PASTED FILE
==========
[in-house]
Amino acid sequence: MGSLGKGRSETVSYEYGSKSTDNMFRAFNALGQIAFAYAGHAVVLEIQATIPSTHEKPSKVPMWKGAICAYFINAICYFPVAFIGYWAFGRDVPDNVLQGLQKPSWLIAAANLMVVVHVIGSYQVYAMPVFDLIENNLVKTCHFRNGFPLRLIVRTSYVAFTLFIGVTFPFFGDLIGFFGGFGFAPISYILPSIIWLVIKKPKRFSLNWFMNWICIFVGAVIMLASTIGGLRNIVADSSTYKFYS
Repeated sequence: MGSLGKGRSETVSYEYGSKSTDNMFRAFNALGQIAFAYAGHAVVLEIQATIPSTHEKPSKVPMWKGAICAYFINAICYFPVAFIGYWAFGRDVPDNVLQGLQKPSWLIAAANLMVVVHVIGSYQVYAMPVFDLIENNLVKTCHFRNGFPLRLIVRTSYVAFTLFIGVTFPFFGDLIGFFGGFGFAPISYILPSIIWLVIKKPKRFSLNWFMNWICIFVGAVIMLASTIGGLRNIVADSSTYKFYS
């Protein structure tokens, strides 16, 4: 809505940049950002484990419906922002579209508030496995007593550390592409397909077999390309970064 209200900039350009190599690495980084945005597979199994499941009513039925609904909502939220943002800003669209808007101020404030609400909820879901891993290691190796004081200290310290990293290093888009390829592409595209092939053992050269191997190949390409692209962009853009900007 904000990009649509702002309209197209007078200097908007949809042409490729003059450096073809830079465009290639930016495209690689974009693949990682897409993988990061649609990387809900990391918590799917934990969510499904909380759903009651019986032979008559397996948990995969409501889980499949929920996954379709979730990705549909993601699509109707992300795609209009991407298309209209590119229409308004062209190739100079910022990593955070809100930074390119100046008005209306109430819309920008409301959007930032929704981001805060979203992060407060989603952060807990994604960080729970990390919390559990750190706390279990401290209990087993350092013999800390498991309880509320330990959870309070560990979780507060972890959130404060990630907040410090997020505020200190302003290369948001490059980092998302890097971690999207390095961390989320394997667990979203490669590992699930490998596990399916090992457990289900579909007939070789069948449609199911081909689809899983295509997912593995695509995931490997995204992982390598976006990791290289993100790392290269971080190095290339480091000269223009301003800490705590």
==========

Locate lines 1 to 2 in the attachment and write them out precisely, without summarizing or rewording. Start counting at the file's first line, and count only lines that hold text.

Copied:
[in-house]
Amino acid sequence: MGSLGKGRSETVSYEYGSKSTDNMFRAFNALGQIAFAYAGHAVVLEIQATIPSTHEKPSKVPMWKGAICAYFINAICYFPVAFIGYWAFGRDVPDNVLQGLQKPSWLIAAANLMVVVHVIGSYQVYAMPVFDLIENNLVKTCHFRNGFPLRLIVRTSYVAFTLFIGVTFPFFGDLIGFFGGFGFAPISYILPSIIWLVIKKPKRFSLNWFMNWICIFVGAVIMLASTIGGLRNIVADSSTYKFYS